Technology is changing consumer behaviour and demands, leaving online retailers scrambling to catch up. Fortunately, innovators all over the world are rising to the challenge - including us! ;-) Check out these customer support innovations guaranteed to boost your customer support in 2013...
1. Hybrid messaging (Casengo) This is our blog, so we can brazenly start off with singing our own praises, can’t we? We are, however, not the only ones believing in the future of the hybrid messaging technology we created: so far, we’ve made more than 20,000 customers happy. Our technology puts customers in the driver’s seat, without overburdening the small to medium sized companies that use Casengo. Each (potential) customer who gets an email - in which the company in question tries to answer his or her question - can turn this static email into real-time chat. As a consequence, resolution times improve dramatically, and so do customer satisfaction ratings! Sign up now - first user is free forever.
2. Insite (Fusion Technologies) Sometimes the best know-how doesn’t come from a manual, but from learning on the job. But unless this know-how is shared, its value is limited to just the holder of this wisdom. This is where Insite steps in, with an online learning platform for colleagues to share best practices and learn from each other. For example, Panasonic’s technicians post helpful tips and video guides to deal with those tricky enquiries or repair call-outs that would otherwise have required escalation, but can now be referenced in an instant. A great way to wise up customer support!
3. Body shape recognition for online fashion (London College of Fashion) You know how one brand’s size 8 is another brand’s size 12? Finding the right fit of jeans online can drive a woman - let’s face it, they’re mostly women - insane. The London College of Fashion is introducing a virtual tape measure with body shape recognition technology so online retailers can help their customers select the right size and fit. No more returns - unless you’re a notorious yo-yo dieter. But that’s your problem, not theirs.
4. Near field communications Even though this technology isn’t at all new - it’s actually been around in its early form since the 90s - it’s certainly catching on. Companies use NFC in digital displays, allowing customers to get product support on their smartphones. NFC also enables location check-in, so the nearest field technician can be routed to a customer for faster call-out response. What’s next? Alerting consumers of deals and events for shops and venues on the street they’re walking down. Every street will soon be like Aladdin’s cave.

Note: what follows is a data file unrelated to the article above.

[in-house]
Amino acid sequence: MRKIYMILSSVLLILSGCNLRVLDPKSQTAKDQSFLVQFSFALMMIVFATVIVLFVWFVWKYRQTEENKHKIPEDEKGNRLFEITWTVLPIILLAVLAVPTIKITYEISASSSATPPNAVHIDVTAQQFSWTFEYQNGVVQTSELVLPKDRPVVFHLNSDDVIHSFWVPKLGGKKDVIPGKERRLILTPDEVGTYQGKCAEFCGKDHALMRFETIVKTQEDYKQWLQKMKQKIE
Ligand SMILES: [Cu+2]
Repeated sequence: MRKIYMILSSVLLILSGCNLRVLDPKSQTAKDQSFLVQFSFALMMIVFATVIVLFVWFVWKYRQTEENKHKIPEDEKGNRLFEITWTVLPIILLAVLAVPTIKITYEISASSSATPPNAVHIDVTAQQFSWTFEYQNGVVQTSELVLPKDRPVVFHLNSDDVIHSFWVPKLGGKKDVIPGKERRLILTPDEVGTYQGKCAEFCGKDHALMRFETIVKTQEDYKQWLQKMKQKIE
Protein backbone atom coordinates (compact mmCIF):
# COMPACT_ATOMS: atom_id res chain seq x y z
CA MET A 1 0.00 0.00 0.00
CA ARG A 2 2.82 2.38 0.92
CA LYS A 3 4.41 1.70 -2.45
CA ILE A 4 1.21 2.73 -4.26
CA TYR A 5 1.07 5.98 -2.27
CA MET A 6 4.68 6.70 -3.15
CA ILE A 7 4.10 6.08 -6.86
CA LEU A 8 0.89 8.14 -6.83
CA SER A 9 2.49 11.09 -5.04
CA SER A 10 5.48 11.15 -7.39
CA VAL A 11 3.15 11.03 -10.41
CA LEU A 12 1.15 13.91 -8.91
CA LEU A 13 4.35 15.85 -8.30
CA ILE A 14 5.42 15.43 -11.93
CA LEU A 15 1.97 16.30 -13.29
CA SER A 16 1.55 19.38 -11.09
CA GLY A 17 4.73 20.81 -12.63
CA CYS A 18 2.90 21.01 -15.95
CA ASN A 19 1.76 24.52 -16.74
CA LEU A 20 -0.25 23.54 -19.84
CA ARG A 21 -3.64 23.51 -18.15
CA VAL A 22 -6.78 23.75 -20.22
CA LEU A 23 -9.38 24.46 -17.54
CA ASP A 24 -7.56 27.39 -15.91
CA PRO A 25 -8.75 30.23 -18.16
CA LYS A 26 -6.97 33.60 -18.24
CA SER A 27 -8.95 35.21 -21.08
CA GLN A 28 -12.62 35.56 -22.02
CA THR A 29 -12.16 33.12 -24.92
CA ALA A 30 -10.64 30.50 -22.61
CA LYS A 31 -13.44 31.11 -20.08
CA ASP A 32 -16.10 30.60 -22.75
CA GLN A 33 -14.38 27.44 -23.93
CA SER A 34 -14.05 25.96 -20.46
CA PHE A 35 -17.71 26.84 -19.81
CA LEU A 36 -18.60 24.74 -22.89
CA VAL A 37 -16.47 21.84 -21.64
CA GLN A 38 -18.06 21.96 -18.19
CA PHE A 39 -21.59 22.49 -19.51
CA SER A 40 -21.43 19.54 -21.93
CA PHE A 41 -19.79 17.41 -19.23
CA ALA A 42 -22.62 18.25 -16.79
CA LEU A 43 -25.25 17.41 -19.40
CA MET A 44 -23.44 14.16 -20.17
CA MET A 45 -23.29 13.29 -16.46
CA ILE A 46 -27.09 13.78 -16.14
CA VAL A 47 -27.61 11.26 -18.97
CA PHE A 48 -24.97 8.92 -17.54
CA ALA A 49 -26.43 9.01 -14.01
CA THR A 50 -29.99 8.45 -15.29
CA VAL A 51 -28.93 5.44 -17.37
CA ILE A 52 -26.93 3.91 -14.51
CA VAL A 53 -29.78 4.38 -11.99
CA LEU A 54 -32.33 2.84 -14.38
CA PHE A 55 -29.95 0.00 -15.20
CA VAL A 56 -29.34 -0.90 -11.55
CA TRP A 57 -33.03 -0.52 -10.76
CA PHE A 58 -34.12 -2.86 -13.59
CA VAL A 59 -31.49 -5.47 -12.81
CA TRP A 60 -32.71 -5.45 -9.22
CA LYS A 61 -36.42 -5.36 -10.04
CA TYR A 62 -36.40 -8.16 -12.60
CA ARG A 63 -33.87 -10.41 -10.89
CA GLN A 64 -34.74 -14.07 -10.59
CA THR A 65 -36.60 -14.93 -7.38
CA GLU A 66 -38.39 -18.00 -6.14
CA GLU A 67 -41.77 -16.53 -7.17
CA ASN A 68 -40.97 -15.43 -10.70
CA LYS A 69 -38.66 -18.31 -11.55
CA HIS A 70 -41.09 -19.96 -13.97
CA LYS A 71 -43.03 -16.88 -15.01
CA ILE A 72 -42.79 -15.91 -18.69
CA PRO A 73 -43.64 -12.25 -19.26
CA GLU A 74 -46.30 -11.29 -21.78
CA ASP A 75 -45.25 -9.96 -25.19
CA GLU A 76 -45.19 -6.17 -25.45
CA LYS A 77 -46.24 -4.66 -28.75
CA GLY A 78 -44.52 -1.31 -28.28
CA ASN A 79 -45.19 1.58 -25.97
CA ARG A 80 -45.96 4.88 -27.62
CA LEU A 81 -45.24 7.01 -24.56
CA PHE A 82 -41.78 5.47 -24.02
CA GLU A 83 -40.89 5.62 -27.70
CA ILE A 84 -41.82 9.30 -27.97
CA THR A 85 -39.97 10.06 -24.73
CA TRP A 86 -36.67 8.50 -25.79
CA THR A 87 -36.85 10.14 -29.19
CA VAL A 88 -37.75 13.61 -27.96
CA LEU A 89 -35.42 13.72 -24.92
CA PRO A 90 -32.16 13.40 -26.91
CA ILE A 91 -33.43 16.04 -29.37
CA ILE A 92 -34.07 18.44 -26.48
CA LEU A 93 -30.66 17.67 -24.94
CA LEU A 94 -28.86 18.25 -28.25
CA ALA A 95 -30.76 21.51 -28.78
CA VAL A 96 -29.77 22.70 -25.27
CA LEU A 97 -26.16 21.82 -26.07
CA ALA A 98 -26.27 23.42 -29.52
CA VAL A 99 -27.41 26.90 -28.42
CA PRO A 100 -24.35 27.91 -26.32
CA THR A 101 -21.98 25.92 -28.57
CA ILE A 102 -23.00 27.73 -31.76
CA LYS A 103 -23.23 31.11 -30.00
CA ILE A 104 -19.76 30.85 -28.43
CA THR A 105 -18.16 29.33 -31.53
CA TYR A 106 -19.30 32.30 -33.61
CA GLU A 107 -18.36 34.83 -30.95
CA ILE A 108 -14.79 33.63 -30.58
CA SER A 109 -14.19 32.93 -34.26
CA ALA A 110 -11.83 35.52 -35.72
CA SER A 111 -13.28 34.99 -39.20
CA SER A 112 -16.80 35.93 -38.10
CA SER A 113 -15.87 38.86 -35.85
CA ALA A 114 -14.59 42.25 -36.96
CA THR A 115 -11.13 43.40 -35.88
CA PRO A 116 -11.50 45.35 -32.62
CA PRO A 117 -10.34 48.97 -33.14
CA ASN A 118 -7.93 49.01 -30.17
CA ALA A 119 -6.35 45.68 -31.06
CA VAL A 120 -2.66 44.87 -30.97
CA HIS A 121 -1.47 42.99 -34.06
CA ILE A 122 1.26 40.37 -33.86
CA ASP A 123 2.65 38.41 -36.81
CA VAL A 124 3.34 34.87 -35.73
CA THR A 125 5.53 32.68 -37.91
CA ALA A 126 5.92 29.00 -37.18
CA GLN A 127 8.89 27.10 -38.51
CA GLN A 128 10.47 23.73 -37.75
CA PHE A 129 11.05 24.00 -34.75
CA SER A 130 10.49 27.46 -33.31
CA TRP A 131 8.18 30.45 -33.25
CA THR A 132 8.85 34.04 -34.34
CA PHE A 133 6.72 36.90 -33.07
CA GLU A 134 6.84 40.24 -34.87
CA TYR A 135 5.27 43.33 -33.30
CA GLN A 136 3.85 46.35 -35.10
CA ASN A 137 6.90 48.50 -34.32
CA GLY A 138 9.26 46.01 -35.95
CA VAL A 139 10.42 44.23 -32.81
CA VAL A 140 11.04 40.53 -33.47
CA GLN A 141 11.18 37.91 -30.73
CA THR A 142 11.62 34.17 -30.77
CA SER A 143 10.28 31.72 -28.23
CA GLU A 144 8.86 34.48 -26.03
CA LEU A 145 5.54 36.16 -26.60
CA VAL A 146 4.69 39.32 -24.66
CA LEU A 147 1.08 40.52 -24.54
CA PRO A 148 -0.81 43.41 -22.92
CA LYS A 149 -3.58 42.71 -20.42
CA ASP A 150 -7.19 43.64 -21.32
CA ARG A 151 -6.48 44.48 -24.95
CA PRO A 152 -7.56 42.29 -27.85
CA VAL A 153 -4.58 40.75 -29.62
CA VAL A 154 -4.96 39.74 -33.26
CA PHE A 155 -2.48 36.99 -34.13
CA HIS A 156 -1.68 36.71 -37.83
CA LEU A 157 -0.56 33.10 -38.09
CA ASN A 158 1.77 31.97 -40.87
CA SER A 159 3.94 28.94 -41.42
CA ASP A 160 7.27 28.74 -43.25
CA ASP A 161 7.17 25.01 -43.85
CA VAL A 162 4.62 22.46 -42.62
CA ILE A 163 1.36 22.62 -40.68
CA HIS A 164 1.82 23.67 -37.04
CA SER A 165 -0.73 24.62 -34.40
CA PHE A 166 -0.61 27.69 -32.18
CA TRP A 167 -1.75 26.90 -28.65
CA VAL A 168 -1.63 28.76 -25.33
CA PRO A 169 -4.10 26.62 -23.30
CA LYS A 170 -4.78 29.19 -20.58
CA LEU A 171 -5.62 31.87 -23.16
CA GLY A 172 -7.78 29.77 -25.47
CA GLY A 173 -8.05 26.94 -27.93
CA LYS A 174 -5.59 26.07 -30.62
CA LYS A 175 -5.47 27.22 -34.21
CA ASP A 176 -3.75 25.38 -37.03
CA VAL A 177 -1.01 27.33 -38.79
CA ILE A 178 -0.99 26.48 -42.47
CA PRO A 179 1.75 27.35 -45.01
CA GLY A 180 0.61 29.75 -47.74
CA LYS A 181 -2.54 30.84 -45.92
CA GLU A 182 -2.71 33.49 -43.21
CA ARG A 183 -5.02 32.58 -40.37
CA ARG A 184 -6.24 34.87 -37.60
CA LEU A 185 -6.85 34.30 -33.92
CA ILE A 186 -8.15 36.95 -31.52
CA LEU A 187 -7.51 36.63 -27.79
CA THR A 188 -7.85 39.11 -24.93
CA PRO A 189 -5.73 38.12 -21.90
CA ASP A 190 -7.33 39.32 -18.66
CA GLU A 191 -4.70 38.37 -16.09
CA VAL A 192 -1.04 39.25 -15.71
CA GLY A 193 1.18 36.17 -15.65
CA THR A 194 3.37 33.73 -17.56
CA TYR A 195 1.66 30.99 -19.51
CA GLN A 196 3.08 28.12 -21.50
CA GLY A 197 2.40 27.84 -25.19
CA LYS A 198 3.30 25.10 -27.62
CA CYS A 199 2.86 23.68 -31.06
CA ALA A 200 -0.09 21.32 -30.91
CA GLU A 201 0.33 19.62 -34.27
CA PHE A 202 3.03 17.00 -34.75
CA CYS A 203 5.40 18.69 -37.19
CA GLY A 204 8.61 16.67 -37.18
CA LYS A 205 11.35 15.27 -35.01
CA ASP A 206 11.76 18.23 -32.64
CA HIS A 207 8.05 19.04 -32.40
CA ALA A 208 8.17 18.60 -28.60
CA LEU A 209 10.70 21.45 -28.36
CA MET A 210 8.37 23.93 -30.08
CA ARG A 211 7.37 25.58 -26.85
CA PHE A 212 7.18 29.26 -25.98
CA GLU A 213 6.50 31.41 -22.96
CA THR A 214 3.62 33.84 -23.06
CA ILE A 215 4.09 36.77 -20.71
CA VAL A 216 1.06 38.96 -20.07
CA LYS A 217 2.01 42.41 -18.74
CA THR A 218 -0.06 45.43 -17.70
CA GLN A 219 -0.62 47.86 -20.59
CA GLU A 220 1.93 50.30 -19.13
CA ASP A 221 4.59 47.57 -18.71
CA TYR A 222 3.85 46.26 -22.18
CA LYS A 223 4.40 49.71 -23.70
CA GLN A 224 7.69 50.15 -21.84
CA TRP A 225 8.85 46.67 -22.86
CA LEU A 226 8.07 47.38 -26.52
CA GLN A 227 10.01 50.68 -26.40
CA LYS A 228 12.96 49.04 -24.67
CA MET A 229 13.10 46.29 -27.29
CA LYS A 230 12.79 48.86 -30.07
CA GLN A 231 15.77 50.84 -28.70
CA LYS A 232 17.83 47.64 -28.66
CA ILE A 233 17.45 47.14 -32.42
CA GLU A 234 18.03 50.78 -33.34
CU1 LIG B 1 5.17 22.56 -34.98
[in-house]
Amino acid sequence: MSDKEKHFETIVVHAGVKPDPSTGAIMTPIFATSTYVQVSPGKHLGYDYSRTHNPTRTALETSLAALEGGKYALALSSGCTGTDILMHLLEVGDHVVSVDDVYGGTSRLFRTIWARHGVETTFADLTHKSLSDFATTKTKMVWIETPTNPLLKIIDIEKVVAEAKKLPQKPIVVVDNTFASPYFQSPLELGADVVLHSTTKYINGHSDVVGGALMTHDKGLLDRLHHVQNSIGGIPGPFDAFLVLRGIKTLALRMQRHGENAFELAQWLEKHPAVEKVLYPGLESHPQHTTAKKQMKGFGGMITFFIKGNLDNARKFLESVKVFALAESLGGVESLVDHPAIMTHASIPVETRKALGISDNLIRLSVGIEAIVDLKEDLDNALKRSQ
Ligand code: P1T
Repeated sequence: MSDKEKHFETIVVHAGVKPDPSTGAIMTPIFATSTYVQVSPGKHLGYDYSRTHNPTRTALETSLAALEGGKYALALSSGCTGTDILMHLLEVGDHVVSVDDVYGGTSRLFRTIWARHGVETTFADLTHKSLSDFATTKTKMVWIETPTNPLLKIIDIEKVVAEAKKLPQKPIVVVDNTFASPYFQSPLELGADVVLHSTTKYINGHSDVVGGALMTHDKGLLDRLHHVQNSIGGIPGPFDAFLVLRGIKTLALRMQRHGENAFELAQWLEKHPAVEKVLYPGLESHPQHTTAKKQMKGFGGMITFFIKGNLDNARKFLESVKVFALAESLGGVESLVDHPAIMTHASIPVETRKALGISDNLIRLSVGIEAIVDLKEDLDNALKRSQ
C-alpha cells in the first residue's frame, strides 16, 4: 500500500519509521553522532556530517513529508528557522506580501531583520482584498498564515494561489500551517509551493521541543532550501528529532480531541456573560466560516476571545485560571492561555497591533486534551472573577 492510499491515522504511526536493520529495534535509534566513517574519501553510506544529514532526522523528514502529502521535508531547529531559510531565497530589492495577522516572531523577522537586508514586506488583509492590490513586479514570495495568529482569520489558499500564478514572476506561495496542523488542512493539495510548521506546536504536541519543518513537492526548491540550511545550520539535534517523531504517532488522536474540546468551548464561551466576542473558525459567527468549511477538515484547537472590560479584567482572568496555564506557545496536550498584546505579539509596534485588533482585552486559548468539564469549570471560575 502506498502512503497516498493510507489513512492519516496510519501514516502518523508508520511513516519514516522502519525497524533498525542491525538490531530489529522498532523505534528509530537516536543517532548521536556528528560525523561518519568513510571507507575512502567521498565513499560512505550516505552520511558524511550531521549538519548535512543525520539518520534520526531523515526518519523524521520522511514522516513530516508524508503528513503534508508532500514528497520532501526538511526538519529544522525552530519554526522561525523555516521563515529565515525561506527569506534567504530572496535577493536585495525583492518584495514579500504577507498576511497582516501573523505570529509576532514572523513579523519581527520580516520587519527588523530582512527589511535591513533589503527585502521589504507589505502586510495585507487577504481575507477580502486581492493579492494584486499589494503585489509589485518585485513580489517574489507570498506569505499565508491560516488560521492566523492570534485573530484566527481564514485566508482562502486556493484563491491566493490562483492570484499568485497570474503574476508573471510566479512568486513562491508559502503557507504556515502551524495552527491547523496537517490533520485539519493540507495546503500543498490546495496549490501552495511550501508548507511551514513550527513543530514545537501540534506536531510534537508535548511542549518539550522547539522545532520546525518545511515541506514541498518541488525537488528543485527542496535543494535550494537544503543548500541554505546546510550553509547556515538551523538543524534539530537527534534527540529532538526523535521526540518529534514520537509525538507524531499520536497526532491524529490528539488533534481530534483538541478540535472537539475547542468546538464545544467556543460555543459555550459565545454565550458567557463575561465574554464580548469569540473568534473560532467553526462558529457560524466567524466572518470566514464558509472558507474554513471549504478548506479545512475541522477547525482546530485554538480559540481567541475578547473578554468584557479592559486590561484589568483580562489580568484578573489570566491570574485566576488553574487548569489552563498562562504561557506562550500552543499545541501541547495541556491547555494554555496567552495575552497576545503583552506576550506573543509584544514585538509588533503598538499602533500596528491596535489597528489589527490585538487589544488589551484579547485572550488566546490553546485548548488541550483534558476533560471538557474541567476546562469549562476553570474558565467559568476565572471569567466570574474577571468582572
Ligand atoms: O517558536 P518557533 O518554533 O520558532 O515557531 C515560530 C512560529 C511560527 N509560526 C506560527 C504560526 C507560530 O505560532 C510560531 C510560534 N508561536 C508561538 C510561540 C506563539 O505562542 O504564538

5. 3D Conference calling (Voxeet) Supporting customers is often a collaborative effort, but introducing the speaker phone or conferencing option also introduces background noise, echo, and confusion as to who’s speaking. Voxeet eliminates all these side-effects with high definition, 3D audio and speaker recognition cues so you get crystal clear reception, speaker identification plus the ability to transfer the call from your computer to your mobile phone. Supporting customers on the go is very 2013 indeed!
6. Crowdsourcing technology (Crowd4Care) Your biggest product fans and evangelists may actually be your best customer support agents if you implement Crowd4Care. This software from Crowd Engineering enables companies to crowdsource support with workflow processes, certification of community experts, rewards and inquiry routing to the most qualified community expert. You save money, your product fans become even more engaged, and you have processes in place to maintain support quality. We like.
7. Social customer support culture (Hootsuite) We often hear that social media can’t work effectively for customer support unless they’re fully adopted across the entire organization. Best Buy seem to agree, and they encourage all of their 180,000 employees to assist and engage with their customers over social media. Culture, training, protocols and technology all play a part, and with a tool like Hootsuite, businesses can adopt a company-wide social media culture with permission-based access and publishing safeguards, so only the right content goes live.****